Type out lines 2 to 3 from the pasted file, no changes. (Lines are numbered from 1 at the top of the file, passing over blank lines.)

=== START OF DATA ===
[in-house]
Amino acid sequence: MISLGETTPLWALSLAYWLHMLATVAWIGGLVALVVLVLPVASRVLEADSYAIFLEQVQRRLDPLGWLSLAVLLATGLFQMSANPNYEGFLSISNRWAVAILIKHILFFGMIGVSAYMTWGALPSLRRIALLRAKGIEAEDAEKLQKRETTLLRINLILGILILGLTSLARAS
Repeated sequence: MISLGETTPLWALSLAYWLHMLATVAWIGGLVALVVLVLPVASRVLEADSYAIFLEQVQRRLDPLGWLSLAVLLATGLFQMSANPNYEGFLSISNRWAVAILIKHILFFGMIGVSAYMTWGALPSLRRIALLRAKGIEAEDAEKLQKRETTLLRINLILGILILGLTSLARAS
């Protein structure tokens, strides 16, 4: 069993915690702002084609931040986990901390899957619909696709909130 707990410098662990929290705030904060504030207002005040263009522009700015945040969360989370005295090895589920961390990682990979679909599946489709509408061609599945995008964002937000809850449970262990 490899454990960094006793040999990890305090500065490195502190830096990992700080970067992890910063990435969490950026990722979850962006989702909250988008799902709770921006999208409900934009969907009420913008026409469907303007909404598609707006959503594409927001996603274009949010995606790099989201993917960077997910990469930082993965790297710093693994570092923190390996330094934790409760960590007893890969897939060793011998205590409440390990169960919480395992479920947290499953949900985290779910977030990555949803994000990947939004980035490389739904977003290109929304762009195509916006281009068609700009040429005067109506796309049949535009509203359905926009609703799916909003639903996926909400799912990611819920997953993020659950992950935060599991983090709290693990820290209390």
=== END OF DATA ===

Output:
Amino acid sequence: MISLGETTPLWALSLAYWLHMLATVAWIGGLVALVVLVLPVASRVLEADSYAIFLEQVQRRLDPLGWLSLAVLLATGLFQMSANPNYEGFLSISNRWAVAILIKHILFFGMIGVSAYMTWGALPSLRRIALLRAKGIEAEDAEKLQKRETTLLRINLILGILILGLTSLARAS
Repeated sequence: MISLGETTPLWALSLAYWLHMLATVAWIGGLVALVVLVLPVASRVLEADSYAIFLEQVQRRLDPLGWLSLAVLLATGLFQMSANPNYEGFLSISNRWAVAILIKHILFFGMIGVSAYMTWGALPSLRRIALLRAKGIEAEDAEKLQKRETTLLRINLILGILILGLTSLARAS